She has degenerative injuries all over her body from a car accident she was in at age 21. For years, she took morphine and hydrocodone to ease the pain.

Then, amid the opioid crisis, her primary care doctor stopped prescribing the painkillers. She said pain clinics "wouldn't touch" her because of the high doses of the drugs she was on.

So she's turned to alternate means, some legal, some not: holistic medications, muscle relaxants, pain pills she buys off the street, marijuana.

She can't even walk to the back of her yard anymore, even with a cane. She sometimes uses two. She's looking into getting a wheelchair.

"It robs you of the will to live, even," she said.

"I think that addiction is a sad thing, but it isn't the answer to take away medication from chronic pain patients. That's not the answer, just to wipe it away from everyone. What they've done is just so wrong."

Doctors want to fix crisis

A couple of the pain patients blamed their ills on Dr. Andrew Kolodny, the executive director of Physicians for Responsible Opioid Prescribing. They say he, in essence, wrote the 2016 CDC guidelines on limiting opioids to get people on the opioid-replacement drug Suboxone, which they say he has a financial stake in.

He says these are conspiracy theories — another is that he owns drug rehabs — started by pain pill makers to discredit his work.

"The framing of this issue is not accurate," he said. "The advocacy and the public health intervention aimed at promoting more cautious prescribing are not to limit the supplies to stop abusers. The efforts ... are to produce better outcomes in people suffering from pain."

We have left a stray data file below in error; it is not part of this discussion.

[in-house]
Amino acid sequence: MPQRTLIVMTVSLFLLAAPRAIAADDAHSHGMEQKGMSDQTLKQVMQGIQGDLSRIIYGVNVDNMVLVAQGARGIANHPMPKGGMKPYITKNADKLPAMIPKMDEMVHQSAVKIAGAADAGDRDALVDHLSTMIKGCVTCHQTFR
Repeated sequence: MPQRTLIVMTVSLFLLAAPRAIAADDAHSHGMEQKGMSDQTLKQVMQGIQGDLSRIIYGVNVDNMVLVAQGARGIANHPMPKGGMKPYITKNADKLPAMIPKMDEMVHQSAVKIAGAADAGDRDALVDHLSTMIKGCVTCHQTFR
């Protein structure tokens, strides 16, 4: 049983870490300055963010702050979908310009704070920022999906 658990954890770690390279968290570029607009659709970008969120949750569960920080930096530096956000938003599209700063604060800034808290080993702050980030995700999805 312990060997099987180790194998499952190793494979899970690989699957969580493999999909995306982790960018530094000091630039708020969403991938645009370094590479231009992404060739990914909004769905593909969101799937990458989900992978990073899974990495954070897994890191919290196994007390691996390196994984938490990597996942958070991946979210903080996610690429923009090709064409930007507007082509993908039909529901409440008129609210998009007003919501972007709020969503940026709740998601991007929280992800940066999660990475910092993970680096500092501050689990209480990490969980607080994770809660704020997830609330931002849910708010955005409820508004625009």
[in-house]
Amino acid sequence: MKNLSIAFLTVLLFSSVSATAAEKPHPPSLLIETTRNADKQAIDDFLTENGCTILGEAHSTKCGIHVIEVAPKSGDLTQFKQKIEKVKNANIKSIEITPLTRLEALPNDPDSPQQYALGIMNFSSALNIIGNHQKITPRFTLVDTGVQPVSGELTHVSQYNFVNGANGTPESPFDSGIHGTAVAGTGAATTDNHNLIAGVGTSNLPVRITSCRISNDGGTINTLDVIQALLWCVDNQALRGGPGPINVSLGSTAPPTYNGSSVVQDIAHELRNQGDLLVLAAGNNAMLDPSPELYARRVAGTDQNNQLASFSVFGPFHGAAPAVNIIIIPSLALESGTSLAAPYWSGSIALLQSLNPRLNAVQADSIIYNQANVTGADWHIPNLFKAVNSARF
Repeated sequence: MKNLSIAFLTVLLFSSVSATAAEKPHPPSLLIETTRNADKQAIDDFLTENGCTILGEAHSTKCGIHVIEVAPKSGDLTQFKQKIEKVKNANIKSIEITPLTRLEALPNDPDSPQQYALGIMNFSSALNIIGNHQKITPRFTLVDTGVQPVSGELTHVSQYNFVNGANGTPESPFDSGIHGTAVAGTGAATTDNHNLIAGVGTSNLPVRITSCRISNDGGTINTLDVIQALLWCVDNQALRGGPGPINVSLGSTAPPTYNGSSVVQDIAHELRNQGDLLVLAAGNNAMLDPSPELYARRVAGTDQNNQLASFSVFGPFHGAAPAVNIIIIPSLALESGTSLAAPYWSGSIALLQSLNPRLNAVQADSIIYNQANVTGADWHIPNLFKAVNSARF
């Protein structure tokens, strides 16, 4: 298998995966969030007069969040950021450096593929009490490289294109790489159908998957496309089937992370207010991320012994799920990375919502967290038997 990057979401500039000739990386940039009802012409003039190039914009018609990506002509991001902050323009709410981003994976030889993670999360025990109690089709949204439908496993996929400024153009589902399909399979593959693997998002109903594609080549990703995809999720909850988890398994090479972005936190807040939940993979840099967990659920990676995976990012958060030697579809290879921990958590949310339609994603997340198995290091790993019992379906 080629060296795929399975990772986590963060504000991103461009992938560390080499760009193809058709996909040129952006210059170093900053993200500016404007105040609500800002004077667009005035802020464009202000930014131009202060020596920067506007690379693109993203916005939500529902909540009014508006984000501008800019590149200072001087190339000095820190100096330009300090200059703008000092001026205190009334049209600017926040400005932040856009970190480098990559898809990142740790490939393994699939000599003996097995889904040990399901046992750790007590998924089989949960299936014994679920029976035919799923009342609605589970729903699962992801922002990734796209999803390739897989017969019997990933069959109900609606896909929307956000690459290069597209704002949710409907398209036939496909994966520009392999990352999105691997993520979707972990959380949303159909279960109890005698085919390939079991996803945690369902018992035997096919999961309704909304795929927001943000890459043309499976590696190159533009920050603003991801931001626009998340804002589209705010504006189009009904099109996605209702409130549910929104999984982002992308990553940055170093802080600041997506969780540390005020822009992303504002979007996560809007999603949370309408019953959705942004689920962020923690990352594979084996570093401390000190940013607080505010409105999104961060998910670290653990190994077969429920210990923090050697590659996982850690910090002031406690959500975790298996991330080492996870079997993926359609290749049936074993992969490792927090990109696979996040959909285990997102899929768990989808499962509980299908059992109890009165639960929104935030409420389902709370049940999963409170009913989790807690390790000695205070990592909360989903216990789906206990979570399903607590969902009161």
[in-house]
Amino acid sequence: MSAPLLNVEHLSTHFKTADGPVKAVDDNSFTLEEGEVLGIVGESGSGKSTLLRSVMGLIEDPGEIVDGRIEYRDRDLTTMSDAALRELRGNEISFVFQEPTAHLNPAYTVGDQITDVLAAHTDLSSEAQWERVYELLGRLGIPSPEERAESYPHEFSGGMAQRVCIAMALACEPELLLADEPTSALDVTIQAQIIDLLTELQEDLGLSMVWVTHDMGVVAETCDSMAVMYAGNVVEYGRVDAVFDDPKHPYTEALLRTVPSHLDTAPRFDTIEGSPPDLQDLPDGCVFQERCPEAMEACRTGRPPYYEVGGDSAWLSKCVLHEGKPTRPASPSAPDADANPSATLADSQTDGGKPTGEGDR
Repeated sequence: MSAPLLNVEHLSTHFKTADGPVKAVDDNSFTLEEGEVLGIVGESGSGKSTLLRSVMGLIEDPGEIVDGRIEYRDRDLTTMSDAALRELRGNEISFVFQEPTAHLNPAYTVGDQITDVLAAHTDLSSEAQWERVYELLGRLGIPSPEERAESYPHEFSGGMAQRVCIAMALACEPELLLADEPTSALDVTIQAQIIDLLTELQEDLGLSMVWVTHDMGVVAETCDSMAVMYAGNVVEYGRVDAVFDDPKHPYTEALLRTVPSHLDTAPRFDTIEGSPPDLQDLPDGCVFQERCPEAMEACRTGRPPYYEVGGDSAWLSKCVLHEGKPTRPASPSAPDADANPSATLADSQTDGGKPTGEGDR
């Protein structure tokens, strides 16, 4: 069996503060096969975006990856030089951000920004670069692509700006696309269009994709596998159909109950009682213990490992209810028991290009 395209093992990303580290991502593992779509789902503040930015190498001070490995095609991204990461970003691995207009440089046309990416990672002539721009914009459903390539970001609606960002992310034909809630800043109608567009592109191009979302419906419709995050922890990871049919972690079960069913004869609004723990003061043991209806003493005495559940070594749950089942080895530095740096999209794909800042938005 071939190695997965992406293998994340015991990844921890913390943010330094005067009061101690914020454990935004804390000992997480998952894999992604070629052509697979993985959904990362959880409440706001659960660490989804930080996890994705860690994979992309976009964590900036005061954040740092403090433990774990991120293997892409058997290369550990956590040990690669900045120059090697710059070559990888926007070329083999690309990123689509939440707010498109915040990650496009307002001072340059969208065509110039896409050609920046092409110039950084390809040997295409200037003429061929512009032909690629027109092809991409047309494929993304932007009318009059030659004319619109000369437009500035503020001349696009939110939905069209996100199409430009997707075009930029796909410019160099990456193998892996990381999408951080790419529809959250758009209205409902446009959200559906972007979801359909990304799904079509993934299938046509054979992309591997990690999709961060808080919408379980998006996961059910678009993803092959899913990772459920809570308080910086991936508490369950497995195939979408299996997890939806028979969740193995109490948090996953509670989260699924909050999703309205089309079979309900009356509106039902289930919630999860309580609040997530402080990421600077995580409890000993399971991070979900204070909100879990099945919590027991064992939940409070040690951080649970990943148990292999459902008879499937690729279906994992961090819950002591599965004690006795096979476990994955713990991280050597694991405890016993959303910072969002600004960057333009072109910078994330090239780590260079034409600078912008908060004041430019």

Chronic opioid use can lead to decreased functioning and increased sensitivity to pain, he said. And because opioids are so physically addictive, patients may not actually be getting relief from their underlying pain but from the symptoms of withdrawal.

He also contended that doctors aren't not prescribing opioids because they're afraid of federal authorities — he calls this another myth — but because they're trying to fix a problem of their own creation. The public health establishment widely acknowledges that the opioid epidemic was caused by the overprescribing of painkillers beginning in the late 1990s, when pharmaceutical companies assured they were not addictive.

"The medical community is coming to terms with the fact that we made an awful mistake that led to a public health crisis," Kolodny said.

A change in policy, attitude

Dr. Rajive Adlaka, medical director at Pain Control Specialists in Schererville, said a "happy medium" can be found if physicians prescribe opioids only for people who truly need them, always considering alternative modalities like physical therapy first. He said opioid patients should be screened closely — on Indiana's INSPECT prescription monitoring system, with regular drug tests.